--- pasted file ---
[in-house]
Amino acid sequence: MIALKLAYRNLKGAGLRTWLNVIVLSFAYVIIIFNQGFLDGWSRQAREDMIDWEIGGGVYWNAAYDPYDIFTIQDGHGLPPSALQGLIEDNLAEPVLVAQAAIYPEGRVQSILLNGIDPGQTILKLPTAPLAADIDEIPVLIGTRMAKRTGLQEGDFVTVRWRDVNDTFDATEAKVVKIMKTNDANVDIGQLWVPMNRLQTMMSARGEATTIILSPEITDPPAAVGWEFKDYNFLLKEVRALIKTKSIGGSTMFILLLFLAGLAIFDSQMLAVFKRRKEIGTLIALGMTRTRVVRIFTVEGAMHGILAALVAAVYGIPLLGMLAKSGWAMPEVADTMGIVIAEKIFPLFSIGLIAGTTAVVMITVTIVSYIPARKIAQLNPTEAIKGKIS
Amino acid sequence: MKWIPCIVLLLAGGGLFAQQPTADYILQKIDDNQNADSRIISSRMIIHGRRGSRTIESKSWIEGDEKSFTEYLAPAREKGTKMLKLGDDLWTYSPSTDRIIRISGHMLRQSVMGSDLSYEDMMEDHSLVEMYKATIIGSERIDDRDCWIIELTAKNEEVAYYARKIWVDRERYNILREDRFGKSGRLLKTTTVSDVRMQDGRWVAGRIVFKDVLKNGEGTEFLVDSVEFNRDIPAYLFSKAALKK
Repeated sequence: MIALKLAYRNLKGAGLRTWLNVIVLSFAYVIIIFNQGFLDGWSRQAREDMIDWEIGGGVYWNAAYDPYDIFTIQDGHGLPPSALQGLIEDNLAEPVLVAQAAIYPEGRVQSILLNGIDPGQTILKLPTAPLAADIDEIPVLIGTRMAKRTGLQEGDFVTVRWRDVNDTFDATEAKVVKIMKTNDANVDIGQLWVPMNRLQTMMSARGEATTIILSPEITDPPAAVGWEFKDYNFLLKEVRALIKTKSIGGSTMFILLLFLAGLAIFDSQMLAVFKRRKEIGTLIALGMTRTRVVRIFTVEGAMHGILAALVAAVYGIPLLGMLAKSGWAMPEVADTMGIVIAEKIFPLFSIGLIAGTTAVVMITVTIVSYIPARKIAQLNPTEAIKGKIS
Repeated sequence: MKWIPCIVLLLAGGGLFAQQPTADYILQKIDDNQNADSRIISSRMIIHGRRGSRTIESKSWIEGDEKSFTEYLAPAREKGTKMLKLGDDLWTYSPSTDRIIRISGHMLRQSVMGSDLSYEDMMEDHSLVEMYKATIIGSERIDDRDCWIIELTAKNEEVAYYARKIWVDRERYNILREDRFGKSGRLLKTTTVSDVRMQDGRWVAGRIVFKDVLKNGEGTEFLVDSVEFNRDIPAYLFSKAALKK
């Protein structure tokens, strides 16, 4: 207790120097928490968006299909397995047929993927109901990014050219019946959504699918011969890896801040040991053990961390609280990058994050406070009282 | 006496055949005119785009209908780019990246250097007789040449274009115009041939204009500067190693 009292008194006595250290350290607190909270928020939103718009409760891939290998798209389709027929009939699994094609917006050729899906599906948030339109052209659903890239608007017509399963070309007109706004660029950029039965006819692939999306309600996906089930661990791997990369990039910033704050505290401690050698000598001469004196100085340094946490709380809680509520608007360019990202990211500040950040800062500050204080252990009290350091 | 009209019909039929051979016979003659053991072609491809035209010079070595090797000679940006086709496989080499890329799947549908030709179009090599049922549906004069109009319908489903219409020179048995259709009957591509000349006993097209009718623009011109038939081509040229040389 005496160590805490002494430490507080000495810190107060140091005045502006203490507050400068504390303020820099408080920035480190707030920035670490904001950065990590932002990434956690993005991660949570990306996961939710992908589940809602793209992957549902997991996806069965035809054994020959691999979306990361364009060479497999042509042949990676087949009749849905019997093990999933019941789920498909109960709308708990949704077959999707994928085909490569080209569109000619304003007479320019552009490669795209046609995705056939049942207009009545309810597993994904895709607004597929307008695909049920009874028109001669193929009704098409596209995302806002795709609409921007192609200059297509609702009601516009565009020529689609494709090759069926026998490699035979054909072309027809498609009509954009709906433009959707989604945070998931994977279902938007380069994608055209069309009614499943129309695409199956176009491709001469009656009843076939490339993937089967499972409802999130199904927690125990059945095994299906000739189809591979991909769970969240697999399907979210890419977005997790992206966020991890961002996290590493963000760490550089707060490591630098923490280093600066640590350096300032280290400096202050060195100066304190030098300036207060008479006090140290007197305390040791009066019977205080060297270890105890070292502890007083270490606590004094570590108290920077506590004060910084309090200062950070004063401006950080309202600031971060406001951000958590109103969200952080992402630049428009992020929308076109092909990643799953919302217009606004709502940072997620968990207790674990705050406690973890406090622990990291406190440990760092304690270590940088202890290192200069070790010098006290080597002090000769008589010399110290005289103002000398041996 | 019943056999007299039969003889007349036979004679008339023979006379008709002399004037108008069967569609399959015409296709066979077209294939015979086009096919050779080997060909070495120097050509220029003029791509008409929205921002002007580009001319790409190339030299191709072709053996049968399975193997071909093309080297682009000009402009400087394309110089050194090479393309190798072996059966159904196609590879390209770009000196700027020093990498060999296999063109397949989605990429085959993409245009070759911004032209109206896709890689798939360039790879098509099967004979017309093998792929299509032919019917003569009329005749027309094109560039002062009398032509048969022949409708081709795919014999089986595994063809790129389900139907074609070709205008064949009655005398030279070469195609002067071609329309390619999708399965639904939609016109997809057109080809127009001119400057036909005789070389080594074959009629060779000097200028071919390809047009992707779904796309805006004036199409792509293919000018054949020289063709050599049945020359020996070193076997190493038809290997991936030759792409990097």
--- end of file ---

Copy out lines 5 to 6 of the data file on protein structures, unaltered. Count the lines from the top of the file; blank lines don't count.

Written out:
Repeated sequence: MKWIPCIVLLLAGGGLFAQQPTADYILQKIDDNQNADSRIISSRMIIHGRRGSRTIESKSWIEGDEKSFTEYLAPAREKGTKMLKLGDDLWTYSPSTDRIIRISGHMLRQSVMGSDLSYEDMMEDHSLVEMYKATIIGSERIDDRDCWIIELTAKNEEVAYYARKIWVDRERYNILREDRFGKSGRLLKTTTVSDVRMQDGRWVAGRIVFKDVLKNGEGTEFLVDSVEFNRDIPAYLFSKAALKK
């Protein structure tokens, strides 16, 4: 207790120097928490968006299909397995047929993927109901990014050219019946959504699918011969890896801040040991053990961390609280990058994050406070009282 | 006496055949005119785009209908780019990246250097007789040449274009115009041939204009500067190693 009292008194006595250290350290607190909270928020939103718009409760891939290998798209389709027929009939699994094609917006050729899906599906948030339109052209659903890239608007017509399963070309007109706004660029950029039965006819692939999306309600996906089930661990791997990369990039910033704050505290401690050698000598001469004196100085340094946490709380809680509520608007360019990202990211500040950040800062500050204080252990009290350091 | 009209019909039929051979016979003659053991072609491809035209010079070595090797000679940006086709496989080499890329799947549908030709179009090599049922549906004069109009319908489903219409020179048995259709009957591509000349006993097209009718623009011109038939081509040229040389 005496160590805490002494430490507080000495810190107060140091005045502006203490507050400068504390303020820099408080920035480190707030920035670490904001950065990590932002990434956690993005991660949570990306996961939710992908589940809602793209992957549902997991996806069965035809054994020959691999979306990361364009060479497999042509042949990676087949009749849905019997093990999933019941789920498909109960709308708990949704077959999707994928085909490569080209569109000619304003007479320019552009490669795209046609995705056939049942207009009545309810597993994904895709607004597929307008695909049920009874028109001669193929009704098409596209995302806002795709609409921007192609200059297509609702009601516009565009020529689609494709090759069926026998490699035979054909072309027809498609009509954009709906433009959707989604945070998931994977279902938007380069994608055209069309009614499943129309695409199956176009491709001469009656009843076939490339993937089967499972409802999130199904927690125990059945095994299906000739189809591979991909769970969240697999399907979210890419977005997790992206966020991890961002996290590493963000760490550089707060490591630098923490280093600066640590350096300032280290400096202050060195100066304190030098300036207060008479006090140290007197305390040791009066019977205080060297270890105890070292502890007083270490606590004094570590108290920077506590004060910084309090200062950070004063401006950080309202600031971060406001951000958590109103969200952080992402630049428009992020929308076109092909990643799953919302217009606004709502940072997620968990207790674990705050406690973890406090622990990291406190440990760092304690270590940088202890290192200069070790010098006290080597002090000769008589010399110290005289103002000398041996 | 019943056999007299039969003889007349036979004679008339023979006379008709002399004037108008069967569609399959015409296709066979077209294939015979086009096919050779080997060909070495120097050509220029003029791509008409929205921002002007580009001319790409190339030299191709072709053996049968399975193997071909093309080297682009000009402009400087394309110089050194090479393309190798072996059966159904196609590879390209770009000196700027020093990498060999296999063109397949989605990429085959993409245009070759911004032209109206896709890689798939360039790879098509099967004979017309093998792929299509032919019917003569009329005749027309094109560039002062009398032509048969022949409708081709795919014999089986595994063809790129389900139907074609070709205008064949009655005398030279070469195609002067071609329309390619999708399965639904939609016109997809057109080809127009001119400057036909005789070389080594074959009629060779000097200028071919390809047009992707779904796309805006004036199409792509293919000018054949020289063709050599049945020359020996070193076997190493038809290997991936030759792409990097």